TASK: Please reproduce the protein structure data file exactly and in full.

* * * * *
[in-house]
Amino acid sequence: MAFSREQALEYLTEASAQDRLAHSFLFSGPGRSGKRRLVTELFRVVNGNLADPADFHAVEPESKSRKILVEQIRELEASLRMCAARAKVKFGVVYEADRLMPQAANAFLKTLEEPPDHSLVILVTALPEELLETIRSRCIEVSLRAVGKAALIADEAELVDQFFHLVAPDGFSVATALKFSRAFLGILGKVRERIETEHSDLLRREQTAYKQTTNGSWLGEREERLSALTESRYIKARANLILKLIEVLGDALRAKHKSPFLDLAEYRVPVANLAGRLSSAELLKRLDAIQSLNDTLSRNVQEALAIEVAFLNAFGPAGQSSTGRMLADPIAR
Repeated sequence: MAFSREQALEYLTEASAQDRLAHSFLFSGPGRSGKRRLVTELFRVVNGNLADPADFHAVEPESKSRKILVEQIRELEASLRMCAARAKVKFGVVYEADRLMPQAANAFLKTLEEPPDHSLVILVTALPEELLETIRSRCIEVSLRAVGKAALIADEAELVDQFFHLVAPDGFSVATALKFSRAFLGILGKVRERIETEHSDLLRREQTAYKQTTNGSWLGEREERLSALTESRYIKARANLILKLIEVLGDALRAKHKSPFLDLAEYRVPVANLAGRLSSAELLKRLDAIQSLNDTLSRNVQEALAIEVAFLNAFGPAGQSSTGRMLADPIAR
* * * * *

[in-house]
Amino acid sequence: MAFSREQALEYLTEASAQDRLAHSFLFSGPGRSGKRRLVTELFRVVNGNLADPADFHAVEPESKSRKILVEQIRELEASLRMCAARAKVKFGVVYEADRLMPQAANAFLKTLEEPPDHSLVILVTALPEELLETIRSRCIEVSLRAVGKAALIADEAELVDQFFHLVAPDGFSVATALKFSRAFLGILGKVRERIETEHSDLLRREQTAYKQTTNGSWLGEREERLSALTESRYIKARANLILKLIEVLGDALRAKHKSPFLDLAEYRVPVANLAGRLSSAELLKRLDAIQSLNDTLSRNVQEALAIEVAFLNAFGPAGQSSTGRMLADPIAR
Repeated sequence: MAFSREQALEYLTEASAQDRLAHSFLFSGPGRSGKRRLVTELFRVVNGNLADPADFHAVEPESKSRKILVEQIRELEASLRMCAARAKVKFGVVYEADRLMPQAANAFLKTLEEPPDHSLVILVTALPEELLETIRSRCIEVSLRAVGKAALIADEAELVDQFFHLVAPDGFSVATALKFSRAFLGILGKVRERIETEHSDLLRREQTAYKQTTNGSWLGEREERLSALTESRYIKARANLILKLIEVLGDALRAKHKSPFLDLAEYRVPVANLAGRLSSAELLKRLDAIQSLNDTLSRNVQEALAIEVAFLNAFGPAGQSSTGRMLADPIAR